Ultrasound-Guided Injection Technique for Suprapatellar Bursitis Pain



Ultrasound-Guided Injection Technique for Suprapatellar Bursitis Pain





CLINICAL PERSPECTIVES

Suprapatellar bursitis is a common cause of anterior knee pain. The suprapatellar bursa lies between the anterior surface of the distal femur and the distal quadriceps musculotendinous unit (Fig. 143.1). The bursa serves to cushion and facilitate sliding of the musculotendinous unit of the quadriceps muscle over the distal femur. The bursa is subject to inflammation from a variety of causes with acute trauma to the knee and repetitive microtrauma being the most common. Acute injuries to the bursa can occur from direct blunt trauma to the anterior knee from falls onto the knee as well as from overuse injuries including running on uneven or soft surfaces or jobs that require crawling on the knees like carpet laying. If the inflammation of the bursa is not treated and the condition becomes chronic, calcification of the bursa with further functional disability may occur. Gout and other crystal arthropathies may also precipitate acute suprapatellar bursitis as may bacterial, tubercular, or fungal infections.

The patient suffering from suprapatellar bursitis most frequently presents with the complaint of pain in the anterior knee, which may radiate superiorly into the distal thigh. The patient may find walking down stairs and kneeling increasingly difficult. Physical examination of the patient suffering from suprapatellar bursitis will reveal point tenderness over the superior-anterior knee. If there is significant inflammation, rubor and color may be present and the entire area may feel boggy or edematous to palpation. Active resisted extension and passive flexion of the affected knee will often reproduce the patient’s pain. Sudden release of resistance to active extension will markedly increase the pain. If calcification or gouty tophi of the bursa and surrounding tendons are present, the examiner may appreciate crepitus with active extension of the knee, and the patient may complain of a catching sensation when moving the affected knee, especially on awaking. Often, the patient will not be able to sleep on the affected side. Occasionally, the suprapatellar bursa may become infected, with systemic symptoms, including fever and malaise, as well as local symptoms, with rubor, color, and dolor being present.

Plain radiographs are indicated in all patients who present with knee pain to rule out occult bony pathology (Fig. 143.2). Based on the patient’s clinical presentation, additional testing may be indicated, including complete blood cell count, sedimentation rate, and antinuclear antibody testing. Magnetic resonance imaging or ultrasound imaging of the affected area may also confirm the diagnosis and help delineate the presence of other knee bursitis, calcific tendonitis, tendinopathy, quadriceps tendonitis, or other knee pathology (Figs. 143.3 and 143.4). Rarely, the inflamed bursa may become infected, and failure to diagnose and treat the acute infection can lead to dire consequences.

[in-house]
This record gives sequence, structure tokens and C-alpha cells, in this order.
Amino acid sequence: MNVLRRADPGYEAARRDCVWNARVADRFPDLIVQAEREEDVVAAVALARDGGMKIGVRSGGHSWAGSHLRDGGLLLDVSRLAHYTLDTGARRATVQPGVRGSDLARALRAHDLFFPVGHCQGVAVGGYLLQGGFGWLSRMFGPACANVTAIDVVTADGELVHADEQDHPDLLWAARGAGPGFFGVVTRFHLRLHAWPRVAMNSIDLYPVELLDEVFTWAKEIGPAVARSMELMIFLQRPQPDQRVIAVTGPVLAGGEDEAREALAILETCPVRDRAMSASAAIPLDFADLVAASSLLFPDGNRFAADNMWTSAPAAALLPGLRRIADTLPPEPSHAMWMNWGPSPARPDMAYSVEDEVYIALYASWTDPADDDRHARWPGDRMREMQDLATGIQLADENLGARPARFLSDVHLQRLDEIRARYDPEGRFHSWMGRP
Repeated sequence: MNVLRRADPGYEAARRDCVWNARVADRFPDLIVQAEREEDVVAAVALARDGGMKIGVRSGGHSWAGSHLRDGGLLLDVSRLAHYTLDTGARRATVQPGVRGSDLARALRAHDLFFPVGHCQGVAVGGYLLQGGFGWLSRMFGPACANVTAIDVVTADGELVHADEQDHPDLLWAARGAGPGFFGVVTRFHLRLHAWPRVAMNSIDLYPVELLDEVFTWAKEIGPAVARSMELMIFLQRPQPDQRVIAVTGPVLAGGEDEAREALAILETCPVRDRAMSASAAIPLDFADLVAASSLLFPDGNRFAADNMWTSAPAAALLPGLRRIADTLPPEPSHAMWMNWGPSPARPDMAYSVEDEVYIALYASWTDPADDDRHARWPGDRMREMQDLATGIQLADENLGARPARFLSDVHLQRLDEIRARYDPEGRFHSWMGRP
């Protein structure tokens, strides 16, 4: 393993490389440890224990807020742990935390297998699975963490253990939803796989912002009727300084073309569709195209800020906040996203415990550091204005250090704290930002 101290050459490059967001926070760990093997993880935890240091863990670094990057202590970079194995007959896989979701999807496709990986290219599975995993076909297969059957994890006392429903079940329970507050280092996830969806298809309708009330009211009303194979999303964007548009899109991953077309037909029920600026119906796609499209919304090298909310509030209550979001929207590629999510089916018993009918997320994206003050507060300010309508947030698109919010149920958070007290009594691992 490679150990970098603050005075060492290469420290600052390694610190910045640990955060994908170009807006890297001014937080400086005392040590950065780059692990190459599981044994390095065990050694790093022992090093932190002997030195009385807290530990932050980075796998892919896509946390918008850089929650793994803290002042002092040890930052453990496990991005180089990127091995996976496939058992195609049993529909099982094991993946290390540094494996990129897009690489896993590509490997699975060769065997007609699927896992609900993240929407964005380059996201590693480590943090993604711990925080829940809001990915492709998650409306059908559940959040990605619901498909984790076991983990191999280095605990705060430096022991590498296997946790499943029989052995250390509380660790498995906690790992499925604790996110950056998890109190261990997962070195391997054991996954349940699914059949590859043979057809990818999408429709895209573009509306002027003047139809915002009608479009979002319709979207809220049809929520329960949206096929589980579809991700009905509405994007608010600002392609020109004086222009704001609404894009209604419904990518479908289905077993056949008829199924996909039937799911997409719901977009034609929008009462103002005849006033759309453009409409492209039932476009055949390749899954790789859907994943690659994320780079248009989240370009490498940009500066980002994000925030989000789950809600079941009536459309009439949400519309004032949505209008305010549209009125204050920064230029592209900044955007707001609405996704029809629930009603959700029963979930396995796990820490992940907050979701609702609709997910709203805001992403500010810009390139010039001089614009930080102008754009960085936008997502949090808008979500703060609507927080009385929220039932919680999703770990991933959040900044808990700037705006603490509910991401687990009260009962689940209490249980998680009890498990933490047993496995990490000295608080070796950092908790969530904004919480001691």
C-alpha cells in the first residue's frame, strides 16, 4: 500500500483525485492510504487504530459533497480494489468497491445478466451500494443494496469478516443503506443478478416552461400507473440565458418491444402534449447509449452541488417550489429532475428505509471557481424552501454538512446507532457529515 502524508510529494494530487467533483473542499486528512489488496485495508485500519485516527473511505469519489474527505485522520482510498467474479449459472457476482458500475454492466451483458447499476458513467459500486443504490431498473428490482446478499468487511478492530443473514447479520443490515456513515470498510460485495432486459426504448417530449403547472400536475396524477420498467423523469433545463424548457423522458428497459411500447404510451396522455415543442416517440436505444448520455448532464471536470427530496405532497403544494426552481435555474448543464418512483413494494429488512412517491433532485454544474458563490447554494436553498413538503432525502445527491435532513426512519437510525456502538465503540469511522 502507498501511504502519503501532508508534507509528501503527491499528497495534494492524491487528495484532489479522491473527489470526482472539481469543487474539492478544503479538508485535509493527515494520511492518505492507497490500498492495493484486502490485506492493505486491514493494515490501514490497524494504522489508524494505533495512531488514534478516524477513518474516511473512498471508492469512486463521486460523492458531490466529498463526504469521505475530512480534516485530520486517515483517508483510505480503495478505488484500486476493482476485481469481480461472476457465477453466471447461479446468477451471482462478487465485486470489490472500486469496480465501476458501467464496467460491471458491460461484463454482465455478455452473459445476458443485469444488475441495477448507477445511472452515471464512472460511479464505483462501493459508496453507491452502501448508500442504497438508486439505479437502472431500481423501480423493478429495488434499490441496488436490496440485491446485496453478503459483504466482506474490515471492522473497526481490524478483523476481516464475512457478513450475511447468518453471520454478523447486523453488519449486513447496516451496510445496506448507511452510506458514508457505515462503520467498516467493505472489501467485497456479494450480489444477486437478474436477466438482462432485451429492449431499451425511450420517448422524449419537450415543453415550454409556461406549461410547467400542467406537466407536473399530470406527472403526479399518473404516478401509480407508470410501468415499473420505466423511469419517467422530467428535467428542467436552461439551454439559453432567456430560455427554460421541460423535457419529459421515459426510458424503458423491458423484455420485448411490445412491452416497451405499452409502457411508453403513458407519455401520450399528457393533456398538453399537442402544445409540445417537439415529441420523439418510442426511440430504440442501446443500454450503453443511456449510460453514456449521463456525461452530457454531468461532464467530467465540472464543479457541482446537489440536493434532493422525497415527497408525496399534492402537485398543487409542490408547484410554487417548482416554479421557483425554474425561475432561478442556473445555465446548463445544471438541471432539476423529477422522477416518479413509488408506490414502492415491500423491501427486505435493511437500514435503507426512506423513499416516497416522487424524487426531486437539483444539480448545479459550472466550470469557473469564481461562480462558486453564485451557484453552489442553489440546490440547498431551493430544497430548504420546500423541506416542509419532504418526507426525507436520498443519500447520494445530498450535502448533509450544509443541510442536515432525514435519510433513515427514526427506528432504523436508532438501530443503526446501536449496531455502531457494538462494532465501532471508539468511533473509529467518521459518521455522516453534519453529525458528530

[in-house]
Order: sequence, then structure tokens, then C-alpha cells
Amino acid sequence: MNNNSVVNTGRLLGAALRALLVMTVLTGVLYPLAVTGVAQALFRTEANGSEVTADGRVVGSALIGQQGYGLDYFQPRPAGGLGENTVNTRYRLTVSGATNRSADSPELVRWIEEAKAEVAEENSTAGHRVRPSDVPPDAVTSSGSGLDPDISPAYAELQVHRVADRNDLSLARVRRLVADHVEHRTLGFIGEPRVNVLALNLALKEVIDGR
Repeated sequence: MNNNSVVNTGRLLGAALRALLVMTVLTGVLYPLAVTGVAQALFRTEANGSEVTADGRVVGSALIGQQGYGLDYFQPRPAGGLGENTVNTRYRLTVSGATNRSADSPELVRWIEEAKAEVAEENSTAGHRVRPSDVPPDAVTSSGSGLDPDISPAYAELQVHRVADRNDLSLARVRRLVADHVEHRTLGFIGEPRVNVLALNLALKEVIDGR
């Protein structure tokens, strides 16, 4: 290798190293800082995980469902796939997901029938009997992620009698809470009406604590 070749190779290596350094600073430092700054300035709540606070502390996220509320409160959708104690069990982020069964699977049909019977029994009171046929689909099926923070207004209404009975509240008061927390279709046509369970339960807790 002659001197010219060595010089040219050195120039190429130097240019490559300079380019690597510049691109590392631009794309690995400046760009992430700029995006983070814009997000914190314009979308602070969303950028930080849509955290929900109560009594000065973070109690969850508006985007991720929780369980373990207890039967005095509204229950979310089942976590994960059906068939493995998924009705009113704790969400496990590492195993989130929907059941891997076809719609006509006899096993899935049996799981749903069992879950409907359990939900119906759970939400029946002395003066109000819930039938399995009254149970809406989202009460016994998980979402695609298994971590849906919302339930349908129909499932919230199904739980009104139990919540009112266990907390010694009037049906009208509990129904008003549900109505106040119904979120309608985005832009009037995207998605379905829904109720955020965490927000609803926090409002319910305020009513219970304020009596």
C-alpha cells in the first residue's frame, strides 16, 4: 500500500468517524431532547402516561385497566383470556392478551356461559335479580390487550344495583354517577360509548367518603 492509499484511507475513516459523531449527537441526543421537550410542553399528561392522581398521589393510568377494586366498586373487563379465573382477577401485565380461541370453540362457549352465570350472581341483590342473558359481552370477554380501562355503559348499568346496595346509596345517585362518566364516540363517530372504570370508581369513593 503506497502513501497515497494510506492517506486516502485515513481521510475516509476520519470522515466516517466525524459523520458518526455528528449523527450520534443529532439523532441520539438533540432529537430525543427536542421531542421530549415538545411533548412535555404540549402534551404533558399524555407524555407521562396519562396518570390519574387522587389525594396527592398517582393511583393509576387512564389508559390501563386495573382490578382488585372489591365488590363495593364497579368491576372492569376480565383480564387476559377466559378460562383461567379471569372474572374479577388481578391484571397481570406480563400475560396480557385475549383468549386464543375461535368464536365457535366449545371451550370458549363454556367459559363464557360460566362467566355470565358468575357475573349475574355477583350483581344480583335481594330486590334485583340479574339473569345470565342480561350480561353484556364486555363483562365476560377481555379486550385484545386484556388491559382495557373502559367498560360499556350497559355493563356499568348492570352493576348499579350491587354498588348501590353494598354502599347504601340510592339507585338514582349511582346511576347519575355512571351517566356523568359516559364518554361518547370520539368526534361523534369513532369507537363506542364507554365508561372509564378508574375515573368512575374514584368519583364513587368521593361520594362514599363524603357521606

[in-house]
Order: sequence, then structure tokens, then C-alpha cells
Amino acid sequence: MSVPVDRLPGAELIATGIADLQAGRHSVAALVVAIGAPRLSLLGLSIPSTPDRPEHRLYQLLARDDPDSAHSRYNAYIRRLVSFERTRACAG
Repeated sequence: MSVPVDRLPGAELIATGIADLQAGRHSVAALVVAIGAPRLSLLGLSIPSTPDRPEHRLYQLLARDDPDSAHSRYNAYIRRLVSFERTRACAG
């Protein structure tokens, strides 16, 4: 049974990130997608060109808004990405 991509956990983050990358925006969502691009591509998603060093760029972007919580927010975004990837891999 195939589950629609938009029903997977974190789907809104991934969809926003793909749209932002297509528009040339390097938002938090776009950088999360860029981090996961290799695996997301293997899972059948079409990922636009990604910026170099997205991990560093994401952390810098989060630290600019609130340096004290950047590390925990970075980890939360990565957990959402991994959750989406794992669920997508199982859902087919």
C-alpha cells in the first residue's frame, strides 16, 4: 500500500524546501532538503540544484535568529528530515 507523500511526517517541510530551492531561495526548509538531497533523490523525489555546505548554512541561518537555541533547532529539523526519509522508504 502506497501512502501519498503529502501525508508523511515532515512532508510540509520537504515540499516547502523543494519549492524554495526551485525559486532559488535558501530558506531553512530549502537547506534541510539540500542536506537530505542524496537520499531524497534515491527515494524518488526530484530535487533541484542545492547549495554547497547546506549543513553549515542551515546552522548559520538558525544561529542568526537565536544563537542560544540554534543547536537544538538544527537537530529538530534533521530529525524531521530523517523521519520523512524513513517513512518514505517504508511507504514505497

CLINICALLY RELEVANT ANATOMY

There is significant intrapatient variability in the size of the suprapatellar bursa. The suprapatellar bursa lies between the anterior surface of the distal femur and the distal quadriceps musculotendinous unit (see Fig. 143.1). The bursa serves to cushion and facilitate sliding of the musculotendinous unit of the quadriceps muscle over the distal femur (Fig. 143.5). The suprapatellar bursa is held in place by a small portion of the vastus intermedius muscle, called the articularis genus muscle. Both the quadriceps tendon and the suprapatellar bursa are subject to the development of inflammation caused by overuse, misuse, or direct trauma. The quadriceps tendon is made up of fibers from the four muscles that comprise the quadriceps muscle: the vastus lateralis, the vastus intermedius, the vastus medialis, and the rectus femoris. These muscles are the primary extensors of the lower extremity at the knee. The tendons of these muscles converge and unite to form a single, exceedingly strong tendon. The patella functions as a sesamoid bone within the quadriceps tendon, with fibers of the tendon expanding around the patella and forming the medial and lateral patella retinacula, which help strengthen the knee joint. These fibers are called expansions and are subject to strain; the tendon proper is subject to the development of tendonitis. The suprapatellar, infrapatellar, and prepatellar bursae also may concurrently become inflamed with dysfunction of the quadriceps and patellar tendon.







FIGURE 143.1. The bursa of the knee.

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Mar 1, 2020 | Posted by in ANESTHESIA | Comments Off on Ultrasound-Guided Injection Technique for Suprapatellar Bursitis Pain
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